Prednisone only one of many asthma drugs

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DEAR DR. DONOHUE: My wife has had asthma since 1998. She weighed 130 pounds then. She has been on prednisone for a few years, and her weight has gone up to 174 and it is all in her middle. Is there anything besides prednisone that would work for her? – M.D.

ANSWER: Asthma makes people’s airways (bronchi) very sensitive to the slightest irritation. If they breathe things that wouldn’t bother the rest of us, their airways constrict, and that makes the passage of air into and out of the lungs difficult. The wheezing sound they make when they breathe is an indication of air obstruction. Furthermore, the mucous glands of their airways secrete copious amounts of thick mucus, another impediment to getting air in and out of the lungs.

Prednisone belongs to the cortisone drug family, the most powerful anti-inflammatory and anti-irritant drugs in medicine. High doses of cortisone drugs or their prolonged use has a number of distressing consequences. Protein breaks down, so muscles become weak and shrink. Fat redistributes; it moves from the arms and legs, and migrates to the back of the neck, the face and the stomach. Weight is gained. Blood pressure can rise. Skin becomes thin and develops stretch marks. Acne might appear. Women can sprout facial and chest hair. The ability to resist infection weakens. In some instances, when these are the only drugs that control a person’s asthma, then the side effects have to be tolerated.

However, there are many other asthma drugs, and your wife should be given a trial of them. She has to come off her prednisone slowly. Inhaled cortisone drugs have fewer side effects than oral ones. Proventil can dilate constricted airways during an asthma attack. Accolate, Singulair and Zyflo stop the body’s production of chemicals that incite inflammation. Theophylline has been used as an asthma medicine for many, many years. Atrovent is an inhaler medicine that has also seen long use. Your wife should inquire about whether she could use these drugs.

The asthma booklet provides more information on this condition. Readers can obtain a copy by writing: Dr. Donohue – No. 602, Box 536475, Orlando, FL 32853-6475. Enclose a check or money order (no cash) for $4.75 U.S./$6.75 Can. with the recipient’s printed name and address. Please allow four weeks for delivery.

DEAR DR. DONOHUE: You mentioned gastric bypass surgery a while back. I also saw an article about a man who promoted the operation for seniors because Medicare might pay for it. My sister-in-law, age 67, had it done six months ago. She was at home for only a few days when she began having extreme pain. She was hospitalized and spent the next six months in intensive care and in the intensive-care step-down. She had many operations to close the hole that developed during surgery. Bile and feces flowed into her abdomen. She died yesterday.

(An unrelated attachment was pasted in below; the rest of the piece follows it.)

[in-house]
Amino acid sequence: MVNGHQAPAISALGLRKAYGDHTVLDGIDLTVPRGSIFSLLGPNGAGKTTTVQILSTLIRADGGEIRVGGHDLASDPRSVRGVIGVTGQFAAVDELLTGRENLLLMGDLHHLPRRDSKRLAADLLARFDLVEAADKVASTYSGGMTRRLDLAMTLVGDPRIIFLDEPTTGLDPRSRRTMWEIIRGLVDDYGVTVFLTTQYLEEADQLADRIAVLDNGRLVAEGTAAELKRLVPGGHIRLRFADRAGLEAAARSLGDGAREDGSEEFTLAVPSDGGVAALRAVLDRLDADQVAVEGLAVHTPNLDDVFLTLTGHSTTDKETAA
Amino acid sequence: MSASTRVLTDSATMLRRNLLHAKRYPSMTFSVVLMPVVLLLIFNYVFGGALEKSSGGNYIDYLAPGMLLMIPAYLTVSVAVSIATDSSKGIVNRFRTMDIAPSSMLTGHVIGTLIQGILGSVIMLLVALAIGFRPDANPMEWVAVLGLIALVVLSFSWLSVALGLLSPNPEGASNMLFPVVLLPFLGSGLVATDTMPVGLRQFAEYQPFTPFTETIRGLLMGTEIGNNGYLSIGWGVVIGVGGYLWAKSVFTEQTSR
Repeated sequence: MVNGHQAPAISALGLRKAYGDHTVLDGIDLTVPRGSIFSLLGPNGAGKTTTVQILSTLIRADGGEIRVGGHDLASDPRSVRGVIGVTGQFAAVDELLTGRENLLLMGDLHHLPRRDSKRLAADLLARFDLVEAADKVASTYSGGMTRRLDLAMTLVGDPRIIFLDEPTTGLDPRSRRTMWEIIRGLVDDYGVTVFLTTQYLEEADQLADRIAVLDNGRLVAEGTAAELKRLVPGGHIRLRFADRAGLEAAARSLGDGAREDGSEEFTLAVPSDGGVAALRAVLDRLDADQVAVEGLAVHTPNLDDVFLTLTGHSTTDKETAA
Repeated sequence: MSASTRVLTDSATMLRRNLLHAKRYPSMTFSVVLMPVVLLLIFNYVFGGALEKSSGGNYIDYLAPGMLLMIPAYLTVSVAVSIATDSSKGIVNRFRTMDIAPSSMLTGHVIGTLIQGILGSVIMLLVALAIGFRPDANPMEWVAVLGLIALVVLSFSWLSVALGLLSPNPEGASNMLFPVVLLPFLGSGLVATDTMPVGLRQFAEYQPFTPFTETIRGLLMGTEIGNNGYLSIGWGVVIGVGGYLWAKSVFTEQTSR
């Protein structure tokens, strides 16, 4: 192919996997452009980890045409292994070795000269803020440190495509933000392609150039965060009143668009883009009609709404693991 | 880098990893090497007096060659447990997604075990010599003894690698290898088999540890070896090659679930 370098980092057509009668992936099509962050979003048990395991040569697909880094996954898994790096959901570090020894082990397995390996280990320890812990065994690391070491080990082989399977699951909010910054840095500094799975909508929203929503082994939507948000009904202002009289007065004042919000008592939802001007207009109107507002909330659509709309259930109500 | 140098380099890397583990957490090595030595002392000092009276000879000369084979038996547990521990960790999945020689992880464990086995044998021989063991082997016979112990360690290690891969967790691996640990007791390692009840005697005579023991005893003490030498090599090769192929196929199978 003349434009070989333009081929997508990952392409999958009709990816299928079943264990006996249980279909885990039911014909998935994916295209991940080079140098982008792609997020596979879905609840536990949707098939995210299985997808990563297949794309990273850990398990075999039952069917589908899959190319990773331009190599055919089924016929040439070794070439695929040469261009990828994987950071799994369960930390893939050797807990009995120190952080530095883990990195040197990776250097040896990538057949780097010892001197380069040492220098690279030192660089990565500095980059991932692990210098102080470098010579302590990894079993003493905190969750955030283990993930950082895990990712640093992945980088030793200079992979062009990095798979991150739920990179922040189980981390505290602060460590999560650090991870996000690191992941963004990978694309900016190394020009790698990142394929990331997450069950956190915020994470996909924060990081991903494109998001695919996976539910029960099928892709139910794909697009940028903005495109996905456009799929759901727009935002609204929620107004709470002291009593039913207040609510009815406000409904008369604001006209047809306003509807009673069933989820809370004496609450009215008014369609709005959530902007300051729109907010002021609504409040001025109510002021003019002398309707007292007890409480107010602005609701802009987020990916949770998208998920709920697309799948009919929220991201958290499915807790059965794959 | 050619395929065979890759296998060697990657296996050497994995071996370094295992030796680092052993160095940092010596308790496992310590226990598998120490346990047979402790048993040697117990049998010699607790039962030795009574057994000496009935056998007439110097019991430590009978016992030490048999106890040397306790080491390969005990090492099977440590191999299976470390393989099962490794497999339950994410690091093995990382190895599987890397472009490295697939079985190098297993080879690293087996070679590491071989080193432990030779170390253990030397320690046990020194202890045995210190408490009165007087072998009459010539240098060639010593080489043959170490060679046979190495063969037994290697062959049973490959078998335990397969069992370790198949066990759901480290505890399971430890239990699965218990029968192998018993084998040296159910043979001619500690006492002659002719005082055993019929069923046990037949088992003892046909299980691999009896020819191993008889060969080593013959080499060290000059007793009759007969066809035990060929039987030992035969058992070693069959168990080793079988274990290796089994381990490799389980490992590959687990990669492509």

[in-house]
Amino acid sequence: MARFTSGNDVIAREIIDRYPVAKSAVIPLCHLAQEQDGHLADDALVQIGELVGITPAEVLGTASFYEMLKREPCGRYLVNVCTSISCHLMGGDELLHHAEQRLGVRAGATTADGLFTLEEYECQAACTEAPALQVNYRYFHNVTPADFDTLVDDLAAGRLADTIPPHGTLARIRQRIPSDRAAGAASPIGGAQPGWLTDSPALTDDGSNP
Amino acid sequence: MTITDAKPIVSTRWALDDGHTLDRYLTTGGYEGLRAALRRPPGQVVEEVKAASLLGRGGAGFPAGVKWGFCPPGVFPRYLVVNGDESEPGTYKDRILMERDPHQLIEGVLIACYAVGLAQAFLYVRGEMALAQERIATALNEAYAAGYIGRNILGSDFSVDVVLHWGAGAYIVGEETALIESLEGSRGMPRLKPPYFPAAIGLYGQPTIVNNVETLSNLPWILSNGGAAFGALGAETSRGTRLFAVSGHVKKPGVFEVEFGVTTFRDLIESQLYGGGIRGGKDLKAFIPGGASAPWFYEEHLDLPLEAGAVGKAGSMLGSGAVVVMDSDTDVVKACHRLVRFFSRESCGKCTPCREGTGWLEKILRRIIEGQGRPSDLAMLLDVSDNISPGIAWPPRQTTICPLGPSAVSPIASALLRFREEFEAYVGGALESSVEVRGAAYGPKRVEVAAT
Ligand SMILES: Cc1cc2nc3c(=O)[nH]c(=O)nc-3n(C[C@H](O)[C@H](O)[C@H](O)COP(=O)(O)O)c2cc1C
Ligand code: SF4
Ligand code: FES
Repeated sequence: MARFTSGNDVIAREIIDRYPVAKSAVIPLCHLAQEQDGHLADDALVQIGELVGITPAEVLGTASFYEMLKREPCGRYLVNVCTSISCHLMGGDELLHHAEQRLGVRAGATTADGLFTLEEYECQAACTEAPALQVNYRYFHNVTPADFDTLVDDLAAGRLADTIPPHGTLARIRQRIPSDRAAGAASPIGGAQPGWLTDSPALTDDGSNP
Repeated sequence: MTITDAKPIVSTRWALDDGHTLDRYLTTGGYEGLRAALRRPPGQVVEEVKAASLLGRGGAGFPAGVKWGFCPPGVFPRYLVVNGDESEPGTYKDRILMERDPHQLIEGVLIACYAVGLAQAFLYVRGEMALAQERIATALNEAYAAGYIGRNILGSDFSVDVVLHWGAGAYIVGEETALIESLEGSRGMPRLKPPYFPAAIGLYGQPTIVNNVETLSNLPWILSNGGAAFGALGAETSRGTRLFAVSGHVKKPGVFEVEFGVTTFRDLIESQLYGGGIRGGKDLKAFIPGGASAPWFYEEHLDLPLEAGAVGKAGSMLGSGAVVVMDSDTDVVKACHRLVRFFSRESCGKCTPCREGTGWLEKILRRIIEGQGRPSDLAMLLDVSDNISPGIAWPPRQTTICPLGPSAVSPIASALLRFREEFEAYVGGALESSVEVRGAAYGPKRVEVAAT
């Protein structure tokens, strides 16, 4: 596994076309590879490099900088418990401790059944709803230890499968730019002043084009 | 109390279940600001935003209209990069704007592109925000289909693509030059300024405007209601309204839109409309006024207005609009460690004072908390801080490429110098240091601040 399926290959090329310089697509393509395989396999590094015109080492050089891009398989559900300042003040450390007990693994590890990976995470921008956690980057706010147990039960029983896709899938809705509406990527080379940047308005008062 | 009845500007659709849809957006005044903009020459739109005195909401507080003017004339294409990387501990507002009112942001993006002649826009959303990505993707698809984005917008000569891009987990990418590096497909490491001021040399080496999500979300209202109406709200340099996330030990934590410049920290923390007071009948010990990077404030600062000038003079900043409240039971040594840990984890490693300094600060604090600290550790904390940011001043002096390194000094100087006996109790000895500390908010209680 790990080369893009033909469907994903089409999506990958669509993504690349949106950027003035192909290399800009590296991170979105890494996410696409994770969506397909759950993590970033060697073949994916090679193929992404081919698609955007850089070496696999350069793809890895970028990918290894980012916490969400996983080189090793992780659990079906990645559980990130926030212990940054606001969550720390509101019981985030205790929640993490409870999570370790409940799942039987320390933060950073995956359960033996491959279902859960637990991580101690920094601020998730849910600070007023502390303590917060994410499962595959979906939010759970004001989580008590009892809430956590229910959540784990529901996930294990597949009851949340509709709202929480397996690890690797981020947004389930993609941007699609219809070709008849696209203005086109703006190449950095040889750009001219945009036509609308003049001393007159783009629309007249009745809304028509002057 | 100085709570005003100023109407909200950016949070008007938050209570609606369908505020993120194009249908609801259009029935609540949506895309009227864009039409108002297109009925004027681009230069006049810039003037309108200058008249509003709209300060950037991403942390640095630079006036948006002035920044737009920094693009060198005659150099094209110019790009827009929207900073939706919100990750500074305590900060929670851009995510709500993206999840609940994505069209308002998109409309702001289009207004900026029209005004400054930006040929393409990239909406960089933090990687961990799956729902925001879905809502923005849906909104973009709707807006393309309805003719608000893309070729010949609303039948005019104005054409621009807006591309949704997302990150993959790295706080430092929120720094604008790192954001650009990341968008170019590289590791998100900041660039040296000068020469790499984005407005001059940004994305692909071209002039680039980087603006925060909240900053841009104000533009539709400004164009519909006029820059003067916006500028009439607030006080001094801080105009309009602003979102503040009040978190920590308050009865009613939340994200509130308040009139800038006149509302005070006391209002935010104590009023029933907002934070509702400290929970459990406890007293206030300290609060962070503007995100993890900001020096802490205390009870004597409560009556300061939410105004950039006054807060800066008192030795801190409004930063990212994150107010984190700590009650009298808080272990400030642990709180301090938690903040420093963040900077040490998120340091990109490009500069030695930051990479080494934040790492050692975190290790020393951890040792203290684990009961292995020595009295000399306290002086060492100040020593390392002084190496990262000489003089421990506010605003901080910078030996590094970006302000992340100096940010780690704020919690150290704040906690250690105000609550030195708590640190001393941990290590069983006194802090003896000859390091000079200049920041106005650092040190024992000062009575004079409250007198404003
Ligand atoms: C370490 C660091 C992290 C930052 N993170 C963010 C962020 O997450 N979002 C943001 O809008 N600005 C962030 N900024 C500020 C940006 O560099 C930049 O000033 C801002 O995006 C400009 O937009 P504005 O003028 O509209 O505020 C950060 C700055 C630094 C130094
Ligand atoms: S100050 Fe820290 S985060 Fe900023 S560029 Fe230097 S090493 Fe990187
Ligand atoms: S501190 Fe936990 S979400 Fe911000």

I would not recommend this surgery for anyone. – D.S.

ANSWER: I can’t offer a satisfactory explanation of why this happened to your sister-in-law, nor do I have the words to ease her family’s and your pain. No surgery should be taken lightly. Bad things can happen no matter how skillful the surgeon is.

The problem with medicine is that people suffer when things go wrong. Women have died – and still do – during childbirth. You can imagine the anguish of all, doctors and family, when this happens. I am sure your story will make readers consider the seriousness of all operations, but it shouldn’t discourage them from surgical procedures that are necessary, including this kind of surgery.

DEAR DR. DONOHUE: I see and hear the words “cardiac arrest” used all the time. Is it the same thing as a heart attack? – R.S.

ANSWER: Cardiac arrest means a stopping (an arrest) of heart pumping. Quite often, it’s due to ventricular fibrillation, the fluttering of the heart’s pumping chambers. The erratically fluttering heart muscles cannot pump blood out of the heart.

They have to be shocked into coordinated muscle contractions quickly.

Cardiac arrest is sometimes the consequence of a heart attack, but the two are not synonyms.

Dr. Donohue regrets that he is unable to answer individual letters, but he will incorporate them in his column whenever possible. Readers may write him or request an order form of available health newsletters at P.O. Box 536475, Orlando, FL 32853-6475. Readers may also order health newsletters from www.rbmamall.com

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